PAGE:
The process of converting a given D flip-flop to an SR type is initiated by obtaining a table representing the information present in the truth table of the SR flip-flop and the information conveyed by the D-stimulus table. Such a table is called a D-to-SR conversion table, as shown in Figure 5.
Figure 5: D-to-SR conversion table.
Note here that the last two rows of the conversion table have X (Do not Cares) in the "D Input" column. This is because when using an SR flip-flop, the input combination of S = R = 1 is invalid (because the output will be unpredictable).
The next step is to obtain a logical expression for the given D flip-flop input based on the inputs of the required flip-flops S and R and the current state Q n . However, in doing so, we need to simplify Boolean expressions as much as possible using appropriate simplification techniques (such as K-map ICfans). Here is a detailed description of Carnot's method timing.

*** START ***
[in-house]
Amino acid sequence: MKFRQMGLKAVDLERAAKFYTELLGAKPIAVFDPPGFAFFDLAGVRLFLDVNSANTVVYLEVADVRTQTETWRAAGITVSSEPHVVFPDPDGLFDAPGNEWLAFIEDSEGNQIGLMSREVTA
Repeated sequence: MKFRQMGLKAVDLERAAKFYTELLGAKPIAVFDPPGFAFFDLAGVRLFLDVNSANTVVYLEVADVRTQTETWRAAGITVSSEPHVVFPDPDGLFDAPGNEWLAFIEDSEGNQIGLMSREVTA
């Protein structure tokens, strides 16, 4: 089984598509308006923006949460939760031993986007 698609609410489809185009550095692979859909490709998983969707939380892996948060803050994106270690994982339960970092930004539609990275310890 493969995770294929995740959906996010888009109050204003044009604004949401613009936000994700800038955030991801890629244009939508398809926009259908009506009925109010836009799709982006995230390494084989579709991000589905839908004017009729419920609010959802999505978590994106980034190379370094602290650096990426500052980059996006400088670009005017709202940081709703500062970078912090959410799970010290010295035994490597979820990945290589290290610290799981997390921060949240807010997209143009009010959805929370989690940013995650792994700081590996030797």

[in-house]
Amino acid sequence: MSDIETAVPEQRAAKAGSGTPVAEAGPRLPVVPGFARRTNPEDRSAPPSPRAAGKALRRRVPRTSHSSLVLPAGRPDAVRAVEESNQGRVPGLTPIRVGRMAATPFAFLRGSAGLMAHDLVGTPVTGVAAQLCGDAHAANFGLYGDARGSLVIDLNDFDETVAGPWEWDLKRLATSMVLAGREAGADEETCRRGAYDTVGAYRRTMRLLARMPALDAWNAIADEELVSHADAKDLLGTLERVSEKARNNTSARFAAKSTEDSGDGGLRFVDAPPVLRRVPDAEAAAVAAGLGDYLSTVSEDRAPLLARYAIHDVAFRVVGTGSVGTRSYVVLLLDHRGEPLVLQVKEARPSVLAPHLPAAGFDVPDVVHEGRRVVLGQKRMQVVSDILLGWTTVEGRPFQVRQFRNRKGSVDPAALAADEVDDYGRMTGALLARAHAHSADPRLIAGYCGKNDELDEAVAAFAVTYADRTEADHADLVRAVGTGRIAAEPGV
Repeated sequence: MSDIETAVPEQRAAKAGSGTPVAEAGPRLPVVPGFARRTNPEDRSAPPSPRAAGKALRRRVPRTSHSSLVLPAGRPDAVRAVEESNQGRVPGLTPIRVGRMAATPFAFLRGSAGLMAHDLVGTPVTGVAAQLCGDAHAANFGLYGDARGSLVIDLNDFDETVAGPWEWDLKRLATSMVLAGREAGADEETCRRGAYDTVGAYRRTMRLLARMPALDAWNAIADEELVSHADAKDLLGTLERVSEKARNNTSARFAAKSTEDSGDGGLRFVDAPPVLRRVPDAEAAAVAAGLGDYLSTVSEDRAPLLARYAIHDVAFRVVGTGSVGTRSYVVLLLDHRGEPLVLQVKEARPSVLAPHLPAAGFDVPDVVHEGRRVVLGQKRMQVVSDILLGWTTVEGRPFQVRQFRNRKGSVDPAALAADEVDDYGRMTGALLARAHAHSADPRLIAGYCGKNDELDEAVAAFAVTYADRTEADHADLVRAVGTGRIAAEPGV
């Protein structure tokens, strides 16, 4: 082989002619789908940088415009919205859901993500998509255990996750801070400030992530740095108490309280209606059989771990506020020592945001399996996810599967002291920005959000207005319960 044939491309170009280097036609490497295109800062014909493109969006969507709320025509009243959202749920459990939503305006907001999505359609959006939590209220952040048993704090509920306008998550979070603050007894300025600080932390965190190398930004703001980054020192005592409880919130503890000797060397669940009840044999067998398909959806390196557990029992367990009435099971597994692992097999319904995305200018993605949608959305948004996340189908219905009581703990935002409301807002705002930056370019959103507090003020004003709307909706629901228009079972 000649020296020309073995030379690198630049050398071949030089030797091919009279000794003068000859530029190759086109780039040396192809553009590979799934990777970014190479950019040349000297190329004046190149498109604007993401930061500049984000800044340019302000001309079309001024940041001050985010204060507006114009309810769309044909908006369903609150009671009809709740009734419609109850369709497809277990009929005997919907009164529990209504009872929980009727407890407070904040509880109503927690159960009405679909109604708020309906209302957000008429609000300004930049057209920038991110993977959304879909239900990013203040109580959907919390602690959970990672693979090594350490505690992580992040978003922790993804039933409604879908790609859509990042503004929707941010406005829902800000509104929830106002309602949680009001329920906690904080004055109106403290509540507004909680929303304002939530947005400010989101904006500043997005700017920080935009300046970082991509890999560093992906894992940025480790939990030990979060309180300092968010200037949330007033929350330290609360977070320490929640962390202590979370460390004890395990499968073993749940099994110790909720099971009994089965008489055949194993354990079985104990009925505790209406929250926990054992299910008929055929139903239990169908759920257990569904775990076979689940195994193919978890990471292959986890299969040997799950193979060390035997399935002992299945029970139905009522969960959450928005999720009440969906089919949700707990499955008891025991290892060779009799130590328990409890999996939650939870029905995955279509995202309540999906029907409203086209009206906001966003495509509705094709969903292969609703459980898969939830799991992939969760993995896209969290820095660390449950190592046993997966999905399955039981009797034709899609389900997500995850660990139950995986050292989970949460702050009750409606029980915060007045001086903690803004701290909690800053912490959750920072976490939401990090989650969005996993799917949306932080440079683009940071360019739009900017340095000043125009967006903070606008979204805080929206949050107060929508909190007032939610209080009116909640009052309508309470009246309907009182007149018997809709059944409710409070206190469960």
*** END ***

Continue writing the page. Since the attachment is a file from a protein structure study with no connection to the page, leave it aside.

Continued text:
Figure 6: K-map simplification of the D input
From Figure 6, the simplified logical expression for the d input is found to be S + RQ Ñ. This means that in order for a given D flip-flop to behave like a desired SR trigger, we need AND Q n to negate the user-defined input R and then OR the result with the user-defined input.
Therefore, the additional combined circuit required will be a NOT gate, an AND gate and an OR gate. The final system designed using these components is shown in Figure 7.
Figure 7: D flip-flops behave as SR flip-flops